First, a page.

Paraplanning  

Just 6% of female paraplanners want to be advisers

Just 6% of female paraplanners want to be advisers
Jason Alden/Bloomberg

Female paraplanners are much less likely to become advisers than their male counterparts, despite most having, or in the process of getting, adviser qualifications.

Just 6 per cent of female paraplanners said they would like to go on to become a financial adviser, while 17 per cent said they might become an IFA, according to data published by Quilter’s financial planning arm last week (June 1).

In addition, more than five times the number of male paraplanners (41 per cent) said they would like to become a financial adviser, with 21 per cent saying they might like to.

This means the vast majority (77 per cent) of female paraplanners do not want to become financial advisers, compared to the minority (38 per cent) of male paraplanners not looking to take up the profession.

Of the 120 paraplanners surveyed, Quilter also looked more closely at those who had been in their roles for three years or less.

Male paraplanners in this category were more likely to consider a career in advice, but female paraplanners were more likely to not want to advise - despite most of them having, or being in the process of obtaining, QCF level 4.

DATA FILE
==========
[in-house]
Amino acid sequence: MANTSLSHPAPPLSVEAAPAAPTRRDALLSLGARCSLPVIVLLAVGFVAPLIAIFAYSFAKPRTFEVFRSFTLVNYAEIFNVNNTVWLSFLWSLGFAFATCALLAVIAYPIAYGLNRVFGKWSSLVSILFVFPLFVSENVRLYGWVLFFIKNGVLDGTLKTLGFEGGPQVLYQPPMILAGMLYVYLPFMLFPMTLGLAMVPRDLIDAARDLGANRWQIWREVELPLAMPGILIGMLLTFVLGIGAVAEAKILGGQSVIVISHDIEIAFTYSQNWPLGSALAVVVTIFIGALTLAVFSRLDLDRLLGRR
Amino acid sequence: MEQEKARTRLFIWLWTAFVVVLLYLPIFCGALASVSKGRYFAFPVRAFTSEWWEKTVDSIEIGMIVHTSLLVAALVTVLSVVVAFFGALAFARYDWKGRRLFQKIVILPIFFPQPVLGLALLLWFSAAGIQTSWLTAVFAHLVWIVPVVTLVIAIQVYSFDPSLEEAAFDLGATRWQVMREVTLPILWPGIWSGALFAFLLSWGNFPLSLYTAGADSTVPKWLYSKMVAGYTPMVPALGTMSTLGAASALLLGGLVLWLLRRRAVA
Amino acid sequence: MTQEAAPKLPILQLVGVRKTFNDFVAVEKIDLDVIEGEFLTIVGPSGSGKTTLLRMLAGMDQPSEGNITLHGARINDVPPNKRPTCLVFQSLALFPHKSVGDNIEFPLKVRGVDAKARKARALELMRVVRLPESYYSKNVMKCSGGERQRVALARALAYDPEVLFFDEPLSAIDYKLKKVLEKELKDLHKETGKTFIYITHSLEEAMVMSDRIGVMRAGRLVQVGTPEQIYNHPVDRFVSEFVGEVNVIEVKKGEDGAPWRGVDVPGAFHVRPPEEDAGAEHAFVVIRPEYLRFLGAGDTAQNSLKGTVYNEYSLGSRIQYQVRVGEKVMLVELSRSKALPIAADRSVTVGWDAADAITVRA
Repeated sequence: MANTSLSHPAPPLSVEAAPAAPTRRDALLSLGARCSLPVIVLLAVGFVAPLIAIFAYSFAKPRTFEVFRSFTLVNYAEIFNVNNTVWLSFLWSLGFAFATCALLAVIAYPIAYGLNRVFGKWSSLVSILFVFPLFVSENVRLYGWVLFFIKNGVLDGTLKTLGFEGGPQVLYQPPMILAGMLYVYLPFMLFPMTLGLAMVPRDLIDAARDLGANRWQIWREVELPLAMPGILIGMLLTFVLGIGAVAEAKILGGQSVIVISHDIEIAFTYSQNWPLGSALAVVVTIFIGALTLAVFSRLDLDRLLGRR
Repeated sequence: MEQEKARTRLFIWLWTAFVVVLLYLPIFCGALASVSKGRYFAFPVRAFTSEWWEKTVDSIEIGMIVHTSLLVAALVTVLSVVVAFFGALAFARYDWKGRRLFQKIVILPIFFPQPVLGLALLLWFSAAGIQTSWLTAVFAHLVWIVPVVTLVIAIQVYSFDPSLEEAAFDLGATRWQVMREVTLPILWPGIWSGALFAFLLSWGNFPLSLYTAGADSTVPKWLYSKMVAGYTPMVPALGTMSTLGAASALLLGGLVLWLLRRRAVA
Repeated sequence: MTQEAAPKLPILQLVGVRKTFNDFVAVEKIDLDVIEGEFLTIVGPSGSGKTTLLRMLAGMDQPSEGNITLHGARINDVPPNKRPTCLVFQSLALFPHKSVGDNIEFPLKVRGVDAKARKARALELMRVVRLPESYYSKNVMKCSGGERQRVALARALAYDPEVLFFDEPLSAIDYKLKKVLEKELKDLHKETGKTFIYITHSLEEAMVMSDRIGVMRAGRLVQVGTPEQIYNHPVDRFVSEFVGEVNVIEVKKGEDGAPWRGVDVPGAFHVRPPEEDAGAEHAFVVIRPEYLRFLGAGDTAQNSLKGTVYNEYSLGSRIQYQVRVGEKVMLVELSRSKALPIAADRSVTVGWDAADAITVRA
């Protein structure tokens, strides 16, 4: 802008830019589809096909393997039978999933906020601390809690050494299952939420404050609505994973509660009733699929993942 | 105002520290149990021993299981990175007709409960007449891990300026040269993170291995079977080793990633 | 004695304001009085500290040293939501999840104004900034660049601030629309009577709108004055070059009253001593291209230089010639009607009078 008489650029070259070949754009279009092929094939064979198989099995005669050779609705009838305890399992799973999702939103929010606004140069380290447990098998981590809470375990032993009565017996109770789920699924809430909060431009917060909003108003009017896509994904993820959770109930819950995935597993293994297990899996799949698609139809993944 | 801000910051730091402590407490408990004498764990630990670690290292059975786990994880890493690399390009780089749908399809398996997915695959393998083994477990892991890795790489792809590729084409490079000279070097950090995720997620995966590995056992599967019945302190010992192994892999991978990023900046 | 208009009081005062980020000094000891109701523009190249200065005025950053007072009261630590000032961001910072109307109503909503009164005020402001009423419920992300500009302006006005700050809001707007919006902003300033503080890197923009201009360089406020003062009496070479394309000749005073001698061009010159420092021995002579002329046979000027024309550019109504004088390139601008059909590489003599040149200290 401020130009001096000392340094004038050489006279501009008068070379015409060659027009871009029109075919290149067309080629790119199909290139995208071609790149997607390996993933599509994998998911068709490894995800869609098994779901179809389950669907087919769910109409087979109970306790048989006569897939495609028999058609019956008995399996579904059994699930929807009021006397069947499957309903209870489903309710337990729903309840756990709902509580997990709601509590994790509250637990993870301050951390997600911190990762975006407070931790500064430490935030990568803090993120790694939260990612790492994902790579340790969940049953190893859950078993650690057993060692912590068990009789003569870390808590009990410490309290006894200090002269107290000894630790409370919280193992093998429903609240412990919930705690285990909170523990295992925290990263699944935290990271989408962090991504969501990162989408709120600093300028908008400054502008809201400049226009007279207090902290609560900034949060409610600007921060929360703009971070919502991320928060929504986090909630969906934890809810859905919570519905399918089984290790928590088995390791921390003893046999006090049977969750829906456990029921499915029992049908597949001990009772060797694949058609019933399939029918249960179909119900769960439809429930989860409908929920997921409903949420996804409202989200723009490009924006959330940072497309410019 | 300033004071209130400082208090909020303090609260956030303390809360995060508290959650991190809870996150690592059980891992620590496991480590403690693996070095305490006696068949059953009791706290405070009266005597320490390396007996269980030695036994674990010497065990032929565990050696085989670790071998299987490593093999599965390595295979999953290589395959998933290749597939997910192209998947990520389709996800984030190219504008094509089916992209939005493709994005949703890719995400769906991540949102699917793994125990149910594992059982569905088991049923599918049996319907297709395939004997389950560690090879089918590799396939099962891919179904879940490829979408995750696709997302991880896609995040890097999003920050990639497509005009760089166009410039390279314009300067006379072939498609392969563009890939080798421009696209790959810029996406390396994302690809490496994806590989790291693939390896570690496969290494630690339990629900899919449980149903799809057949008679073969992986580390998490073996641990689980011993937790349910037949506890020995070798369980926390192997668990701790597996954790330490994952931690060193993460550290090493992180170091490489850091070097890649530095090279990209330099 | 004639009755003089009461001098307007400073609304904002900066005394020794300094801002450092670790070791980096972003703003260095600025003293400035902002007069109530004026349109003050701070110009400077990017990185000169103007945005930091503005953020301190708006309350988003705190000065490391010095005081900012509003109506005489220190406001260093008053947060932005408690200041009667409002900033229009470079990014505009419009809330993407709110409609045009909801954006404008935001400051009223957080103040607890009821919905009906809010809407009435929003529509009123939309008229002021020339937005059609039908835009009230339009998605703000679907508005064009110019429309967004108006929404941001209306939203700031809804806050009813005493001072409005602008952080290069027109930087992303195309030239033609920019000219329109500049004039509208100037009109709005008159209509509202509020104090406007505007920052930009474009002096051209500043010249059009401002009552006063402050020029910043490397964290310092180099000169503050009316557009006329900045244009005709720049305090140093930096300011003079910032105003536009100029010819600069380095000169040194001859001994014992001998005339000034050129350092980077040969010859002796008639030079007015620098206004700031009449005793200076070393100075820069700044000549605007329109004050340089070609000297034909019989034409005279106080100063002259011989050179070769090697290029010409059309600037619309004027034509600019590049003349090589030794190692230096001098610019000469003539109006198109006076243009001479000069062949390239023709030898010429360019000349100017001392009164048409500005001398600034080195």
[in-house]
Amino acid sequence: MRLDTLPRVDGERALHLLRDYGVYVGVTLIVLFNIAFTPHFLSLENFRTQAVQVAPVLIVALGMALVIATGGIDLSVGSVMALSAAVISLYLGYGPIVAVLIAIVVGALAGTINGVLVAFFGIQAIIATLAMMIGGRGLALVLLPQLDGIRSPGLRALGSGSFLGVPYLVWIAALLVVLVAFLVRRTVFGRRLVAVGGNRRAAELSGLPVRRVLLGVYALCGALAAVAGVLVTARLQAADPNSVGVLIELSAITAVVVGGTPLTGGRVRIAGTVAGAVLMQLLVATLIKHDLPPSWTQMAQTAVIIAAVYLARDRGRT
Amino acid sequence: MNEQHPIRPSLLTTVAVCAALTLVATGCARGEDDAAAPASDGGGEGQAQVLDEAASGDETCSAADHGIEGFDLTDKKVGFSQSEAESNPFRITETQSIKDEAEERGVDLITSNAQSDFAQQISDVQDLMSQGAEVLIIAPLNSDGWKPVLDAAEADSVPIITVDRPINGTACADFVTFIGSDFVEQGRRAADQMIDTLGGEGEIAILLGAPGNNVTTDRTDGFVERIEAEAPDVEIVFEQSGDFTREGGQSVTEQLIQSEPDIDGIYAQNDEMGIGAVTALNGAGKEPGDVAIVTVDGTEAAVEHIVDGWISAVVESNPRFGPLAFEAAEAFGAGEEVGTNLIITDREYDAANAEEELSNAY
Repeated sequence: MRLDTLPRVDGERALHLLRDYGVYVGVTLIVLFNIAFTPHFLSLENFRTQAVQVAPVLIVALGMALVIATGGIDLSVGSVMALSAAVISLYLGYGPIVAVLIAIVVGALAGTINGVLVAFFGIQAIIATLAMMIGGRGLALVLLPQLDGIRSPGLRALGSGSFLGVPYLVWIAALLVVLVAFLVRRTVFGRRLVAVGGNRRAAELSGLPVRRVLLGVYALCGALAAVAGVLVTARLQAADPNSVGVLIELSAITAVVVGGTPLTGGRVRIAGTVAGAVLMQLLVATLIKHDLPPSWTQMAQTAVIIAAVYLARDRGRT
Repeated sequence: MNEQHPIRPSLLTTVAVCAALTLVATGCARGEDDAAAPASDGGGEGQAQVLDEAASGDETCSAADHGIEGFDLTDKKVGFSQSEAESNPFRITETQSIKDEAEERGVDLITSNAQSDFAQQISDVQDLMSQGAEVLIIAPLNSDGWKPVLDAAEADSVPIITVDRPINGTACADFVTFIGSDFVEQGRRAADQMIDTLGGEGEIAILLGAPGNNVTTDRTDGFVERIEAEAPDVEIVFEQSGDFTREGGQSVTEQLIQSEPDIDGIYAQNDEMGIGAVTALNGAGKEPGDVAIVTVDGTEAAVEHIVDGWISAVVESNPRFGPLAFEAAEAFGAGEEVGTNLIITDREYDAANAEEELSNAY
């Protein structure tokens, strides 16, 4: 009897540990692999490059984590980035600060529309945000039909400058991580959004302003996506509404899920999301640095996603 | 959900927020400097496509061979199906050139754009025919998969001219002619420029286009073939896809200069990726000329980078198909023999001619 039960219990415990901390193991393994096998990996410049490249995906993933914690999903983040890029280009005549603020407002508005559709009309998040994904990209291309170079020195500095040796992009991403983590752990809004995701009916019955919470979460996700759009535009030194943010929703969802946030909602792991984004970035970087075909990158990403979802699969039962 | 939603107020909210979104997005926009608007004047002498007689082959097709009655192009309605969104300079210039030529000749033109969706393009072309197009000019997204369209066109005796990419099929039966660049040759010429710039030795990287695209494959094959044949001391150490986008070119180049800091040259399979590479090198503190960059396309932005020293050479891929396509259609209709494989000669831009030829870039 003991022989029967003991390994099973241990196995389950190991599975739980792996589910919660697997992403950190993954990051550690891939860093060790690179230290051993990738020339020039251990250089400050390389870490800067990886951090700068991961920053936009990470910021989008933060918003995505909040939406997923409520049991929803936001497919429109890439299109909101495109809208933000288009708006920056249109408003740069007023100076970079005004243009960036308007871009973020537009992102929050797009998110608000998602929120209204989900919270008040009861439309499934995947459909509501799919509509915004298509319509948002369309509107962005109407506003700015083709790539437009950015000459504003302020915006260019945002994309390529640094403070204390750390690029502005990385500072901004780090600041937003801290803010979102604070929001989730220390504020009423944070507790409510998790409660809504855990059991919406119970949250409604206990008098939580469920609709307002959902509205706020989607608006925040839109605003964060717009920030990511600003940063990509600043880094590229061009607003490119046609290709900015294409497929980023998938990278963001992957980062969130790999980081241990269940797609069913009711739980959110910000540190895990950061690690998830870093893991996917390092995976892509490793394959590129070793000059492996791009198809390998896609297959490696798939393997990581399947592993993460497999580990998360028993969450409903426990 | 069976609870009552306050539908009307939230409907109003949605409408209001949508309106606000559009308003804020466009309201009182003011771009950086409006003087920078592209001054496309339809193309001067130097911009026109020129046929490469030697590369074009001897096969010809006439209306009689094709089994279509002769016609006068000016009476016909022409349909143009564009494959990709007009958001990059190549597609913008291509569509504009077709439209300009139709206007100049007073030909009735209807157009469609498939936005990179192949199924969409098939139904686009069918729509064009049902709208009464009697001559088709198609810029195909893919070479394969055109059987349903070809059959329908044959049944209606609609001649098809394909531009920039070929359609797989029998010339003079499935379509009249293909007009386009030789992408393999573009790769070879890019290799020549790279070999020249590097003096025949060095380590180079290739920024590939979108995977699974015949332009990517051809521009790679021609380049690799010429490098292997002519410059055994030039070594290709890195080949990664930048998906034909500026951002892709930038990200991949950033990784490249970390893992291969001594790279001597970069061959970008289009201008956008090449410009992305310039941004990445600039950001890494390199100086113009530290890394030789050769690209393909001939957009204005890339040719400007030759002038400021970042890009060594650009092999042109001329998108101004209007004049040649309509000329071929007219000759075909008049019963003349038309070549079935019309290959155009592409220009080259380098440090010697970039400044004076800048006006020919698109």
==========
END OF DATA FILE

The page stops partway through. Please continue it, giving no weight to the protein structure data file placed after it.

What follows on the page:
“Paraplanning has previously been viewed as a gateway to becoming a financial adviser but this research shows that it is becoming a profession within its own right,” said Quilter Financial Planning’s business consultant and behavioural economist, Mark Pittaccio.

“However, while this is positive it is odd that there continues to be such a big difference between the aspirations of female and male paraplanners.

“The research shows that even when individuals are attracted into the industry the decision to become an adviser is heavily biased towards males. Surveys of financial adviser communities have shown that misperceptions about the nature of financial planning, particularly amongst women, strongly affect their interest in becoming financial planners.”

Pittaccio said there continues to be a perception that advice requires strong sales skills, so showing women that advice is instead far more about creating long-lasting relationships with clients may help attract them to the advice profession.

“It is incredibly important that we breakdown whatever systems are in place that are contributing to these differences in aspirations and ultimately improve the profession,” he explained.

“One of the points we need to address is the vicious circle where women see fewer visible role models in the profession as they are underrepresented and then are less likely to a pursue a career in the sector. Breaking this cycle will go some way to helping to improve the diversity of the profession.”